Results 1 to 24 of 24

Thread: Cosine Wherry Construction questions

  1. #1
    Join Date
    Nov 2019
    Location
    BERLIN MD
    Posts
    4

    Default Cosine Wherry Construction questions

    Hello all. Been a long time lurker on this site, I have "stolen" many great ideas from its members and I thank everyone for that.

    I am coming to the finish line (at least I think so) on my Cosine Wherry build and have a few questions and would appreciate feedback. Although I am not new to boatbuilding, I've never attempted anything this "lightly" built.

    I bought plans for 14' boat, I stretched it to 15' (discussed this with designer/plan provided prior to doing this) and employed some modern techniques and materials in the build (please don't shoot me for breaking from tradition!).

    Construction: 3/16"-1/4" Paulownia square edge strips (final milling ended up slightly less than 1/4")
    2 layers 9 oz stitched biaxial fabric, peel ply used during lamination (hull to be painted-personal preference) on outside of hull
    2 layers 9 oz "finish cloth", boat cloth?-standard weave inside of hull
    Capped / solid rails. 2-1/4" wide x 1" thick. This was achieved by laminating 3 pieces 1/4" plywood in and out side of hull, then veneered with 1/8" Teak for looks
    Transom is 1/8" teak veneer inside and out with 3/4" divinycell H-80 foam core
    Aft seat is built as airtight flotation chambebr /> Bow deck is extended back 36" and bulkheaded off as airtight flotation chambebr /> Bow deck is 1/8" Teak backed with 1700 stitched biaxial fabric, paulownia scantling underneath for support
    Bulkheads and aft seat are 1/16" Teak veneer with 1/2" carbon-core plastic honeycomb coring, 9 ox stitched cloth on undersides
    Thwarts-will start with center one only, will install second if needed. 1/8" teak on top, 5/8" edge framing, 2 layers 1700 stiched biaxial on undersides. 1" plastic honeycomb core in between

    The plans and instructions leave some things to interpretation and question, so I seek advice from more knowledgeable people.

    Seat Post- Are these structural, or can these be omitted? I like the clean look without them
    Knees on top of seats- Again I like clean look without
    Oarlock location. I will be using "corner mount (?)", angle mount? style. Should these go inside or outside the rail
    My plans seem to indicate floorboards, but nothing is noted or mentioned anywhere about such. Do these boats normally have floorboards?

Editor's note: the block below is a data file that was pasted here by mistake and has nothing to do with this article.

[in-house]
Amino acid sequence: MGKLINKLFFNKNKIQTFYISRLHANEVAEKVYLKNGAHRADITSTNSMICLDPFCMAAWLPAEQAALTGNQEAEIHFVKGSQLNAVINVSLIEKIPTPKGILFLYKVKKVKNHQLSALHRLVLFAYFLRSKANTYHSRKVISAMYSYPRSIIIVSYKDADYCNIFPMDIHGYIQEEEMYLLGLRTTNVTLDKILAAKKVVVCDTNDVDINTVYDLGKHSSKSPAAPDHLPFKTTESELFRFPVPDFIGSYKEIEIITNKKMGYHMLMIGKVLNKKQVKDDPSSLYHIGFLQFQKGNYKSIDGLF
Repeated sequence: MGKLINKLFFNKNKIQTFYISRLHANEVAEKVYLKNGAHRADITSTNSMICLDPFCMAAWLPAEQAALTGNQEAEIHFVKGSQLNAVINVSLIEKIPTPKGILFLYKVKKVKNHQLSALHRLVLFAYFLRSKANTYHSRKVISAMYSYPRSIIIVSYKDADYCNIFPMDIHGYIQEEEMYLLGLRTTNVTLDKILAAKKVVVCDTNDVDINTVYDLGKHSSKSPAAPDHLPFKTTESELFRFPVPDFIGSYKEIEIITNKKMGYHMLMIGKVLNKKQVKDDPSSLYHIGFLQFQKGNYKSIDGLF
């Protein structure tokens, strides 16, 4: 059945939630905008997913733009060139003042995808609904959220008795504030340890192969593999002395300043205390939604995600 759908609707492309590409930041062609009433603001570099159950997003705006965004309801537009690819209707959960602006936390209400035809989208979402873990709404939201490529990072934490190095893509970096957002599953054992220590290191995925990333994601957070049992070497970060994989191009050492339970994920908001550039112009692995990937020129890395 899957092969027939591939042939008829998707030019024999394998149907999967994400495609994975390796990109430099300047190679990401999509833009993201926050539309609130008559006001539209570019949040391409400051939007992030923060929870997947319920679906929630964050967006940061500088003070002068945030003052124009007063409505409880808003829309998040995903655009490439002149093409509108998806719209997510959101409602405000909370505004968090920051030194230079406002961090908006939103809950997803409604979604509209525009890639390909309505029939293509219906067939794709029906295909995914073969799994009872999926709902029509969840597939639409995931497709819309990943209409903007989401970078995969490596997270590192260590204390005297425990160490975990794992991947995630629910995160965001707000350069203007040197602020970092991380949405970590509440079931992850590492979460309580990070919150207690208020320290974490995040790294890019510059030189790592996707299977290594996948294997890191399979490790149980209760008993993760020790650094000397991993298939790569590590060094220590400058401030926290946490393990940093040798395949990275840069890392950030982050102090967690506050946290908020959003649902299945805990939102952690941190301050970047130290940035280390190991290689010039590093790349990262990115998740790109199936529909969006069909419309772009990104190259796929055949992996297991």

Bottom bracing/framing, Again I see something on the plans that "might" be frames, but again no mention of this. Maybe these items are "options" and not required for structural support?

    I want everyone to understand, I have absolutely ZERO experience in a rowboat, so I won't know if the thing is great or a dud- it will be the best I've ever rowed and the worst I've ever rowed. I live on a shallow protected creek and thought this would be a fun project and maybe I'd start rowing for exercise (creek is about 1-1/4" mile long). We don't have any rocks, its a mud and marsh bottom so not worried about damage too much. This will be stored on my dock in Summer, inside stored during Winter.

    Your thoughts, insights, and suggestions are appreciated

  2. #2
    Join Date
    Jun 2000
    Location
    Pleasant Valley NS Canada
    Posts
    21,428

    Default Re: Cosine Wherry Construction questions

    Welcome, gonnabe; I hope that you find your time here productive and pleasurable.

    I don't have any issues with the changes you have made to your boat's construction. I rather like your transom construction - how did you apply bonding pressure to the veneers?

    To your questions:

    Seat post - normally these are structural to support the span of the thin thwart plank. An alternative is to beef up the plank for strength, but rout a cove or chamfer on the underside edges so that the plank looks thin to the casual observer unless he/shee bends down and looks under the plank.

    Knees on top of seats - structurally important because in addition to supporting the thwart, they make a structural 'thwartships beam that reinforces the sheer in resisting bumps as the boat comes alongside a wharf or another boat. Select crotch-grain wood and finish them all pretty-like to reduce the ugly.

    Oarlocks - normally on the inside so they don't fetch up on things like wharfs or expensive yacht topsides.

    Floorboards are good to keep your shoes and pantlegs out of the inevitable bilgewater. They look good, too, I think - one sort of expects to see them there.

    Bottom bracing - I think that the hull, if built properly, doesn't absolutely need them, but being a belt-and-britches kinda guy, I think that they are a good addition, especially if the boat gets hauled up on beaches and sandbars regularly. Besides, they provide a good foundation for floorboards.

    Well, that is my opinionate opinion. But don't take my word as gospel - there are lots of well-experienced small boat guys (and a few girls) here, some of whom may have first-hand experience with a Cosine Wherry. wait to see what a few have to say, and then make a decision based on what they say and what feels right to you.
    Hope for the best, but plan for the worst.

  3. #3
    Join Date
    Sep 2015
    Location
    Viroqua, Wisconsin
    Posts